The game of musical chairs that has been played in NHL circles over the past couple of weeks has left the Florida Panthers scrambling for someone to fill the chair in their GM’s office.
If the Montreal Canadiens and Jacques Martin had been able to make up their minds two weeks ago, the Panthers would have had the chance to hire either Chuck Fletcher or Joe Nieuwendyk, both of whom have past ties to the organization and might have been a good fit. Instead, Fletcher signed on with the Minnesota Wild and Nieuwendyk was unveiled as the new GM of the Dallas Stars Sunday afternoon.
But Panthers owner Alan Cohen obviously didn’t think much of Martin’s acumen as a GM or he wouldn’t have allowed him out of his contract to take the coaching job with the Montreal Canadiens at such a crucial time. And it’s clear Martin wanted desperately to coach again or he wouldn’t have left a relatively cushy situation in Florida to catapult himself into one of the most pressure-packed jobs in the NHL.
(And remember, there will be no compensation going back to the Panthers for losing Martin. NHL bylaws clearly state that once one team gives another permission to speak with one of its front-office people still under contract, the team holding the contract gives up all rights to compensation.)
There are those who think Martin wanted so badly to get back into coaching that the Panthers figured it would be best to let him out of his contract now because he would have bolted for a coaching job as soon as it expired. Funny how they didn’t seem to have the same philosophy when it came to Florida’s decision on whether or not to move Jay Bouwmeester at the trade deadline.
In Dallas, meanwhile, the Stars came to some conclusions of their own; namely that there was no way the two-headed GM monster in Texas was going to work. This corner took some heat from both Brett Hull and the Stars for suggesting in December that Hull was on his way out as co-GM of the Stars. (All right, we said it would happen in a couple of weeks and it took significantly longer than that.) But we weren’t wrong when it came to the rationale behind the decision.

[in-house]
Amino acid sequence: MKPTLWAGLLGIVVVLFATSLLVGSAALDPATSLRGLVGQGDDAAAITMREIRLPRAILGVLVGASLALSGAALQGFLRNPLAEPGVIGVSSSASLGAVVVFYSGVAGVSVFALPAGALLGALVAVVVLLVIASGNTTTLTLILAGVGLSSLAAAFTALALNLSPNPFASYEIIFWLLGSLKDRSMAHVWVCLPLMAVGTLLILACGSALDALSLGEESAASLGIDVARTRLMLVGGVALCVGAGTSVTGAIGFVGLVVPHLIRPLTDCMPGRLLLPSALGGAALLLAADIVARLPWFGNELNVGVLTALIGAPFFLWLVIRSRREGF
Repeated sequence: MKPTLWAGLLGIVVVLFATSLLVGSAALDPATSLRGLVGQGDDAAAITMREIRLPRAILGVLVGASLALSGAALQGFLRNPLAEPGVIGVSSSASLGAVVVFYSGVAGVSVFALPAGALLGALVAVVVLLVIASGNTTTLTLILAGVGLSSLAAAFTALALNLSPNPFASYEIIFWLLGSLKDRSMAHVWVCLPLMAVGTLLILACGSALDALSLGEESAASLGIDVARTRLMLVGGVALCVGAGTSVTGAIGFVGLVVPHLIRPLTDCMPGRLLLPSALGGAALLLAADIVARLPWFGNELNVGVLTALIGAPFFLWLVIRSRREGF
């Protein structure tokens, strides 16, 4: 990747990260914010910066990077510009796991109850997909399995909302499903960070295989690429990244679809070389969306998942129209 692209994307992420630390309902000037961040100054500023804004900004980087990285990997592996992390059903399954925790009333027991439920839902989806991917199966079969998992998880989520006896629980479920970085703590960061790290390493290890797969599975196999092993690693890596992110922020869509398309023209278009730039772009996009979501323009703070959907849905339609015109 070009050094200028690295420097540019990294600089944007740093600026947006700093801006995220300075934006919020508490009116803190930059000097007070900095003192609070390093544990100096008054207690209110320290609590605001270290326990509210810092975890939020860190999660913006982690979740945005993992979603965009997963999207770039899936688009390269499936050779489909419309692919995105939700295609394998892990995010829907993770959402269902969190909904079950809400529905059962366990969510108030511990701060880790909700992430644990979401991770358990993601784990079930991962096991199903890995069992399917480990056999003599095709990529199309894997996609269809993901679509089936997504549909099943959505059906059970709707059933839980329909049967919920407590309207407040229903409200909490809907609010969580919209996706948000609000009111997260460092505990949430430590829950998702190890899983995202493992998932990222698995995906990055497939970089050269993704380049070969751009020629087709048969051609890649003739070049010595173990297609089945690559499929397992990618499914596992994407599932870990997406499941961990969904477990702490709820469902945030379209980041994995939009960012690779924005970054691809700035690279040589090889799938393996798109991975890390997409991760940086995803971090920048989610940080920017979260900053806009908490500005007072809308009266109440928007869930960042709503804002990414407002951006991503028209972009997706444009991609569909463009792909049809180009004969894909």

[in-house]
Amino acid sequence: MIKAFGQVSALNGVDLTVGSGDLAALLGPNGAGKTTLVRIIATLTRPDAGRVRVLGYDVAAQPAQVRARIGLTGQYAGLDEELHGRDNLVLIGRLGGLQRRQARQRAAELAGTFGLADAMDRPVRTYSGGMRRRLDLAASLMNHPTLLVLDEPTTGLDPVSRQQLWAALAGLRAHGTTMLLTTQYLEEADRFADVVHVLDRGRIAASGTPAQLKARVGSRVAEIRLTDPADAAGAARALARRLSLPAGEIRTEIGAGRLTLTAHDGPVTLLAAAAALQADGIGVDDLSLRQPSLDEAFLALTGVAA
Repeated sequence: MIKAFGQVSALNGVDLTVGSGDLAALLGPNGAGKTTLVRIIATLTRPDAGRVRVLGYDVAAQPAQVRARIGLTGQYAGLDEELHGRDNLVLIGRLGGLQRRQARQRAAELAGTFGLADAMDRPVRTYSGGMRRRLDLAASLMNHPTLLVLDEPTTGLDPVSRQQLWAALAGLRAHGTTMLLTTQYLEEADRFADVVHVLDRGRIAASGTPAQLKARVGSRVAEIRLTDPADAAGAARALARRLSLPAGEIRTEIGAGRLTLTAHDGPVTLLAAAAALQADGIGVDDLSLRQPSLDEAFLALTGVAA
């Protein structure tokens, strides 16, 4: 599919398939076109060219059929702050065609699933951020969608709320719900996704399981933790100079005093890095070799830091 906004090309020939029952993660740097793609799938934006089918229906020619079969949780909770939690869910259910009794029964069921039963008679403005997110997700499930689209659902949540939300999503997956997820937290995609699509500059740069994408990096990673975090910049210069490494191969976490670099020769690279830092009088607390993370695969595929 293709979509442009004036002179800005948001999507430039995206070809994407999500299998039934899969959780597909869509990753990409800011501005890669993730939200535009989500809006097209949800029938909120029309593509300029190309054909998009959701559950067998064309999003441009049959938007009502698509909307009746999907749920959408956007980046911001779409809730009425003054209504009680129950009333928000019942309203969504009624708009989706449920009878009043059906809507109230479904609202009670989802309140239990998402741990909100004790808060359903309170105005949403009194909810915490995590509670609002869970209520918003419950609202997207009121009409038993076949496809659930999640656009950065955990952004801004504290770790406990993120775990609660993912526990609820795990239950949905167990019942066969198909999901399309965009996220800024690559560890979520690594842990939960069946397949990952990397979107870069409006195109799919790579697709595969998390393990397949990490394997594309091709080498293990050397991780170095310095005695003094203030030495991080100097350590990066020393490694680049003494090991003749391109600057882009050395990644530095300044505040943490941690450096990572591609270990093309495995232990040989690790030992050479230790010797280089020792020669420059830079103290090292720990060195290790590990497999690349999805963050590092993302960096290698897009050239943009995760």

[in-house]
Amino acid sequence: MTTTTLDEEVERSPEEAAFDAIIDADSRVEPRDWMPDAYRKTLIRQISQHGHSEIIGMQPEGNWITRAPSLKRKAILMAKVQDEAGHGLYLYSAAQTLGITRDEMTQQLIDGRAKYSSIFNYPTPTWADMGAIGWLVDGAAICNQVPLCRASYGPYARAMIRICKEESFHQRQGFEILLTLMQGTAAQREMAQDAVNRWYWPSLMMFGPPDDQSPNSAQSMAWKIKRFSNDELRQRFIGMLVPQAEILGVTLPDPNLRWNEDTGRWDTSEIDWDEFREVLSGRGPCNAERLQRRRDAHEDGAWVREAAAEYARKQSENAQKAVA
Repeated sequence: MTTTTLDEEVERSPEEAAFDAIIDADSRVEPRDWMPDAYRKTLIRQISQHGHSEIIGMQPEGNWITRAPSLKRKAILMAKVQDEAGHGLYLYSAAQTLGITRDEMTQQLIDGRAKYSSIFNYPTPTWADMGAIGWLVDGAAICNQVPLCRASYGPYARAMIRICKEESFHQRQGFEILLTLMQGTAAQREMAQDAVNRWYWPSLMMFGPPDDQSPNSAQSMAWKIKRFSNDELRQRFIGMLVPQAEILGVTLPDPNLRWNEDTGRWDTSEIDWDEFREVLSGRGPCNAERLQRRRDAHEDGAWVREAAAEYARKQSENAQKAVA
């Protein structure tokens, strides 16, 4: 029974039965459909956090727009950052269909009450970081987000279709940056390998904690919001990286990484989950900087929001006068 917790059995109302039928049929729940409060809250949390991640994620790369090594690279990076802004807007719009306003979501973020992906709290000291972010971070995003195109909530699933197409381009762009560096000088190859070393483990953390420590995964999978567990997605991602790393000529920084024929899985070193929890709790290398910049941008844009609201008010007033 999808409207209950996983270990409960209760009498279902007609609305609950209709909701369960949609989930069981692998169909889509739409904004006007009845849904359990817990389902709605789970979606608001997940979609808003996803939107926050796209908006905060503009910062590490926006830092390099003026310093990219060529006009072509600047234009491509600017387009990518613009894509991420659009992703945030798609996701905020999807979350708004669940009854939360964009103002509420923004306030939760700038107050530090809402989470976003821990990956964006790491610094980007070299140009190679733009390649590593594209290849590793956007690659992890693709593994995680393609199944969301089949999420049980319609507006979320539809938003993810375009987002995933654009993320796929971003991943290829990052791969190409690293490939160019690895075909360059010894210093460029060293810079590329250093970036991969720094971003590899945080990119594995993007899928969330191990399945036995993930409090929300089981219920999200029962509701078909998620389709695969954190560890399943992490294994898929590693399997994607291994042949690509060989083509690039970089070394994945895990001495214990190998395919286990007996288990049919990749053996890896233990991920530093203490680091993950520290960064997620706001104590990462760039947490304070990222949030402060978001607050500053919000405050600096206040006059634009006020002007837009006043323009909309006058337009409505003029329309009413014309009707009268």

Hull was unsuited for the GM’s role not because of his ill-advised signing of Sean Avery in the off-season – every GM makes mistakes like that one and survives – but because he simply wasn’t willing to do the heavy lifting required to run a hockey department. Those close to the Stars say Hull had little interest in seeing the Stars prospects and did little to no scouting in Europe or in junior or college hockey.
Nieuwendyk, on the other hand, was one ex-player who was willing to do all of that and learn his craft at the same time. The Maple Leafs, meanwhile, had something of a crowded front office and had little room for someone with Nieuwendyk’s career aspirations. He wasn’t a Brian Burke hire and, therefore, was someone with whom the Leafs could afford to part.
The Panthers, though, don’t have that luxury. They face some crucial free agent signings – David Booth as a restricted free agent and Bouwmeester as an unrestricted free agent – and the grapevine suggests that Martin hadn’t done much of anything so far this summer to move ahead in those negotiations.
So if Martin had his ear to the ground for potential coaching jobs and the Panthers seemed so willing to allow him to pursue them, why didn’t they just let Martin go after the season, or at least shortly thereafter so they could fill the vacancy in their front office when there was a better selection of candidates?
Nobody knows the answer to that one, but now the Panthers must once again find somebody to run their hockey department on a permanent basis. Like everything Martin does in hockey, he did a good, solid job, but not a great one. He signed a bunch of players to long-term deals and made a very good coaching hire in Peter DeBoer and did a reasonably good job of restoring the Panthers’ credibility after the mess Mike Keenan left. But he also watched as his team missed the playoffs after not getting something in return for Bouwmeester at the deadline.
In 12 years of coaching, Martin has made it out of the first round just twice. His insistence on defensive hockey, while possibly out of step with today’s game, should play well with Montreal GM Bob Gainey. But it will almost certainly drive fans of the Canadiens nuts, just as it did in Ottawa when the Senators lost several times in the first round to the Leafs despite having superior offensive talent. Prior to Game 7 of their first-round series in 2004, the Senators were badly outplaying the Leafs and enduring a seventh contest only because of the brilliant work of Leafs goalie Ed Belfour. The day before that game, Martin said, “We have to hope to win 1-0.”
(Irony of ironies, Nieuwendyk scored two softies on Senators goalie Patrick Lalime to give the Leafs the series.)
Now that the dust has settled, the Wild and Stars have found their man and the Panthers allowed theirs to walk. We’ll find out which of those teams made the best choice, but it is telling that the Panthers are willing to enter such a crucial stage without Martin as their GM.
Ken Campbell, author of the book Habs Heroes, is a senior writer for The Hockey News and a regular contributor to THN.com. His blog appears Wednesday and Fridays and his column, Campbell’s Cuts, appears Mondays.
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